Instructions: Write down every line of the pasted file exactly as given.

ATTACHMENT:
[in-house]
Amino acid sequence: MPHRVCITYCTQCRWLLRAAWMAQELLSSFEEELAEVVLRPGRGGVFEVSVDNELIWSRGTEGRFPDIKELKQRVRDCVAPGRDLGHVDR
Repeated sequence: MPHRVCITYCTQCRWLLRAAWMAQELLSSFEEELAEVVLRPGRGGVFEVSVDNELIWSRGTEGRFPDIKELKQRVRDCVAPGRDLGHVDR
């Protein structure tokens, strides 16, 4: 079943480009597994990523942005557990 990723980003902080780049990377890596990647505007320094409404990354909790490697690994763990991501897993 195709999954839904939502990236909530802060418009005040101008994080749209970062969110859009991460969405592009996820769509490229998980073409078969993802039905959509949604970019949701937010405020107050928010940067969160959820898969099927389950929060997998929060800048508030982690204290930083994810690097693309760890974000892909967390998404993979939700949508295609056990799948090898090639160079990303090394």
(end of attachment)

[in-house]
Amino acid sequence: MPHRVCITYCTQCRWLLRAAWMAQELLSSFEEELAEVVLRPGRGGVFEVSVDNELIWSRGTEGRFPDIKELKQRVRDCVAPGRDLGHVDR
Repeated sequence: MPHRVCITYCTQCRWLLRAAWMAQELLSSFEEELAEVVLRPGRGGVFEVSVDNELIWSRGTEGRFPDIKELKQRVRDCVAPGRDLGHVDR
């Protein structure tokens, strides 16, 4: 079943480009597994990523942005557990 990723980003902080780049990377890596990647505007320094409404990354909790490697690994763990991501897993 195709999954839904939502990236909530802060418009005040101008994080749209970062969110859009991460969405592009996820769509490229998980073409078969993802039905959509949604970019949701937010405020107050928010940067969160959820898969099927389950929060997998929060800048508030982690204290930083994810690097693309760890974000892909967390998404993979939700949508295609056990799948090898090639160079990303090394």